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The ever-shrinking cone of uncertainty

From AIR Worldwide

Flying through hurricane
NOAA P-3 flying in the eye of a hurricane. Note the rain bands below aircraft. Photo courtesy of NOAA.

You know what you’re doing for supper this evening, right? Your plans for the next few days, however, may be more vague—you’ve stuff in the fridge to work with but no set menus—and probably only the faintest notion of what you might be cooking next week. Weather forecasts can be much the same. Predictions for the next few hours or days can be surprisingly accurate, but the further ahead you look, the less reliable they become.

Among the products and services it updated for the 2017 hurricane season, the National Hurricane Center (NHC) included a smaller cone of uncertainty. What does that mean?

When meteorological agencies issue tropical cyclone forecasts, the potential path of the system is indicated on maps by a line either side of which there is an ever-widening area indicating the growing uncertainty as to its track. This is the cone of uncertainty, and it graphically indicates the historical margin of error in the meteorologist’s forecast track for the center of the tropical cyclone. While they may vary in coloration or format, many weather forecasting agencies use a cone of uncertainty to project a storm's path; to keep things simple, we’ll stick to discussing the NHC cone for this article.

coneuncertainty fig1
Figure 1. Track map for Hurricane Matthew issued at 2 p.m. on October 7, 2016. (Source: NHC)

The cone is formed around circles centered on points that indicate the most likely location of the center of the storm system at 12-hour forecast intervals. It is important to note, as the NHC does at the top of every track map it issues, that the cone does not indicate the strength of the storm system and also that hazardous conditions can be experienced well outside it. The track map in Figure 1, for example, shows a tropical storm warning in force in North Carolina, largely outside the cone depicted. Furthermore, the cone does not indicate related hazards such as potential storm surge or rainfall. A significant enhancement this year, however, is that NHC maps now include the current extent of hurricane- and tropical storm-force winds.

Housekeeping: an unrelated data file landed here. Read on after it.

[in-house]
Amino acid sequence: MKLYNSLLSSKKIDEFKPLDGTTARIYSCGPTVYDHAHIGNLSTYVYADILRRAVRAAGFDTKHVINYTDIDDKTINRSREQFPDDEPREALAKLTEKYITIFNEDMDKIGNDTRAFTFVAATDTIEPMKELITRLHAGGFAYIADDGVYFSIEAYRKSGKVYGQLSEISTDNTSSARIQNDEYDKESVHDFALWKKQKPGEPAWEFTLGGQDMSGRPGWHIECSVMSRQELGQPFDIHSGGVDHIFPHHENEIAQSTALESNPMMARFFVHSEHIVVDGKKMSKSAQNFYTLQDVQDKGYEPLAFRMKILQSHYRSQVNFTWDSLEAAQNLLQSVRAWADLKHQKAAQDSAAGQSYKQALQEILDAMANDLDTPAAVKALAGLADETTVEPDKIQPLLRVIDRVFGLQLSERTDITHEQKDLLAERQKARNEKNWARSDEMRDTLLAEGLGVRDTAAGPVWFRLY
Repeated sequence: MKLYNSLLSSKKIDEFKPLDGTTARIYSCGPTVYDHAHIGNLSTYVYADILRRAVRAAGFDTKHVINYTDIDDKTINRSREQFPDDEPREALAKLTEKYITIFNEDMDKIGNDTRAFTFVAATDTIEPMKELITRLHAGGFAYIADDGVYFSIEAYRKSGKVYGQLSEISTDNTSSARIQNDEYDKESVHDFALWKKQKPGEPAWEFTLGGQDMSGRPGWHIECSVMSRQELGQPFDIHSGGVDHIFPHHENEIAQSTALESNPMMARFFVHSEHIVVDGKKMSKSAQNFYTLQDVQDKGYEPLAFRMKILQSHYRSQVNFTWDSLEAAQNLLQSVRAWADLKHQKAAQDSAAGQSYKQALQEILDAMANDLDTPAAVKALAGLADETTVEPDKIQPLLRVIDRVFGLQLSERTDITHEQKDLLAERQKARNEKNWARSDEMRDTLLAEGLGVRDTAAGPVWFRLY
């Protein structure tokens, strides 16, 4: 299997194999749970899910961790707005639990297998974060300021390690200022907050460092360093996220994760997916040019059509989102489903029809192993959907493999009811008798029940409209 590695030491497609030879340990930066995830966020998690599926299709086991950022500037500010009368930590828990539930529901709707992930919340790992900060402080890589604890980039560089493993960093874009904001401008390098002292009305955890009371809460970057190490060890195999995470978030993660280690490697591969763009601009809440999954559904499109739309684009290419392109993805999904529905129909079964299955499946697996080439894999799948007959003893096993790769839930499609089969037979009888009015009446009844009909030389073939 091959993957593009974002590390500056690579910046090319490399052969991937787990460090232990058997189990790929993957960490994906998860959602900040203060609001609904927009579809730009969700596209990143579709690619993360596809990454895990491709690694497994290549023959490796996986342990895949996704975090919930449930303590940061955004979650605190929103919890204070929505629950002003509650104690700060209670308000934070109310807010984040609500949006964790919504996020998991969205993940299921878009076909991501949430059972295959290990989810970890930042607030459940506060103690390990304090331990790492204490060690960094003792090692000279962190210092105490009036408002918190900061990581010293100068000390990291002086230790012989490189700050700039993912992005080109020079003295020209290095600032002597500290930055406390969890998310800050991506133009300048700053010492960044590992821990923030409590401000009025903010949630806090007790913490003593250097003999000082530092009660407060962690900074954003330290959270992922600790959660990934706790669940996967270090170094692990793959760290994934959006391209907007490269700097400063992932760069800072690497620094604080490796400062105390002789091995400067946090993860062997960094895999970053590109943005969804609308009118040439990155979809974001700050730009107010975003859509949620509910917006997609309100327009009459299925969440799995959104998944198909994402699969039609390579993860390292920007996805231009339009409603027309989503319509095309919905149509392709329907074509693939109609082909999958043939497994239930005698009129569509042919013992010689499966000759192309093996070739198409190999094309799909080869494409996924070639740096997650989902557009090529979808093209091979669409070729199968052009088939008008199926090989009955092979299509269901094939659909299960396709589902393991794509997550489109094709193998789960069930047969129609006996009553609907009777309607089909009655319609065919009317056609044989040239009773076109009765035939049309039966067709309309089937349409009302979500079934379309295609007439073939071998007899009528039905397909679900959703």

NHC forecasts cover a five-day period; their track maps show the forecast for the first three days as a white cone and the even more uncertain forecast for the next two days as a less conspicuous stippled extension of it. The dots along the center line of the cone represent the most probable track of the storm, so the line they describe can change with each forecast as the storm progresses. The track map shown in Figure 1 was issued on October 7, 2016, when Hurricane Matthew was expected to continue turning south toward the Bahamas after it passed North Carolina; it actually continued eastward into the Atlantic toward Bermuda—a transition reflected in subsequent track maps for the storm.

The width of the cone at each dot, however, stays the same for every forecast throughout the season; it has nothing to do with the width or strength of the system. The diameter of each circle forming the cone represents two thirds of the error in forecasts for the previous five years; in other words, the circles are drawn to indicate a 60 to 70 percent likelihood that the track will remain within the cone. Every year the NHC reviews the error in forecasts for the previous five years and updates the radii of the circles accordingly (Table 1).

Table 1 Cone of Uncertainty

cone uncertainty fig2
Figure 2. Official track errors for Atlantic Basin tropical storms and hurricanes by decade. (Source: NOAA)

As weather forecasts continue to get better, the average track error shrinks (Figure 2), and the cone gets a little smaller every year. The NHC’s announcement of a smaller cone for 2017 therefore simply marks a routine annual adjustment. But if forecast accuracy continues to improve over time, as we all hope it will, the cone of uncertainty will diminish even more in future years. The question is, just how small can it get?

Jonathan Kinghorn is the editor of the AIR Worldwide In Focus blog, where this article originally appeared. He is also a writer and editor with Corporate Communications at AIR. This article is republished with permission.

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